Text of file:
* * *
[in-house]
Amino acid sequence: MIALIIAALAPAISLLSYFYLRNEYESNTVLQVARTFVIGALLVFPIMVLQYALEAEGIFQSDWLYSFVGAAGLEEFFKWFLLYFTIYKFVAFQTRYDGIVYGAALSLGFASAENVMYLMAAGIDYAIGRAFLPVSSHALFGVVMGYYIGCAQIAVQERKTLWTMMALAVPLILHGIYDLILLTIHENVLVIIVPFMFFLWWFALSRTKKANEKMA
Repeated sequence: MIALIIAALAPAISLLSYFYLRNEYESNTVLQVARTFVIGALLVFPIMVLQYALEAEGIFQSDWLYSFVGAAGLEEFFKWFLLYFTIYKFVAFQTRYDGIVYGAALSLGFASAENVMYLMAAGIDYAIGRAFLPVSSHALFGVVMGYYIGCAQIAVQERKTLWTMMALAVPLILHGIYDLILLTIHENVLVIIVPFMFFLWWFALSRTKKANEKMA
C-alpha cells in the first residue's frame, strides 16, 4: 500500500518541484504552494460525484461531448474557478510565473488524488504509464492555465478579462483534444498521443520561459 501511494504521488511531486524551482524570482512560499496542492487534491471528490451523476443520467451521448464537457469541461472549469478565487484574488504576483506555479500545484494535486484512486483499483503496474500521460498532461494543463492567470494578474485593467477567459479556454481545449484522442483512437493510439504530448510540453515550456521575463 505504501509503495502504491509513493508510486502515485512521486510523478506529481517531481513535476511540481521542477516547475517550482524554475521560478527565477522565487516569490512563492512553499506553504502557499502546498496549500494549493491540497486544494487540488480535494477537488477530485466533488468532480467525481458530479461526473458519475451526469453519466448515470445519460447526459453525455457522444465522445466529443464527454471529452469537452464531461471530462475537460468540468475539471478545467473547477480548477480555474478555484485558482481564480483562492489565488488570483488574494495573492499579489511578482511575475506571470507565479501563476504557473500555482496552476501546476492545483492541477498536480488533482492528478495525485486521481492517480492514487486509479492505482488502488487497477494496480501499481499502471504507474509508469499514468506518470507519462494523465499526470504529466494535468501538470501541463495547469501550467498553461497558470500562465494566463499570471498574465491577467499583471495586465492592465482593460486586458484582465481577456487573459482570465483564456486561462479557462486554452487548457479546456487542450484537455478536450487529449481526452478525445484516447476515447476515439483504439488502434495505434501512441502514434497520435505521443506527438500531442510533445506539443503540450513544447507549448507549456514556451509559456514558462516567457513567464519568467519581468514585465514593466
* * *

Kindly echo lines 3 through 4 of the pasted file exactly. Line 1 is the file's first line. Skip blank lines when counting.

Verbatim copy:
Repeated sequence: MIALIIAALAPAISLLSYFYLRNEYESNTVLQVARTFVIGALLVFPIMVLQYALEAEGIFQSDWLYSFVGAAGLEEFFKWFLLYFTIYKFVAFQTRYDGIVYGAALSLGFASAENVMYLMAAGIDYAIGRAFLPVSSHALFGVVMGYYIGCAQIAVQERKTLWTMMALAVPLILHGIYDLILLTIHENVLVIIVPFMFFLWWFALSRTKKANEKMA
C-alpha cells in the first residue's frame, strides 16, 4: 500500500518541484504552494460525484461531448474557478510565473488524488504509464492555465478579462483534444498521443520561459 501511494504521488511531486524551482524570482512560499496542492487534491471528490451523476443520467451521448464537457469541461472549469478565487484574488504576483506555479500545484494535486484512486483499483503496474500521460498532461494543463492567470494578474485593467477567459479556454481545449484522442483512437493510439504530448510540453515550456521575463 505504501509503495502504491509513493508510486502515485512521486510523478506529481517531481513535476511540481521542477516547475517550482524554475521560478527565477522565487516569490512563492512553499506553504502557499502546498496549500494549493491540497486544494487540488480535494477537488477530485466533488468532480467525481458530479461526473458519475451526469453519466448515470445519460447526459453525455457522444465522445466529443464527454471529452469537452464531461471530462475537460468540468475539471478545467473547477480548477480555474478555484485558482481564480483562492489565488488570483488574494495573492499579489511578482511575475506571470507565479501563476504557473500555482496552476501546476492545483492541477498536480488533482492528478495525485486521481492517480492514487486509479492505482488502488487497477494496480501499481499502471504507474509508469499514468506518470507519462494523465499526470504529466494535468501538470501541463495547469501550467498553461497558470500562465494566463499570471498574465491577467499583471495586465492592465482593460486586458484582465481577456487573459482570465483564456486561462479557462486554452487548457479546456487542450484537455478536450487529449481526452478525445484516447476515447476515439483504439488502434495505434501512441502514434497520435505521443506527438500531442510533445506539443503540450513544447507549448507549456514556451509559456514558462516567457513567464519568467519581468514585465514593466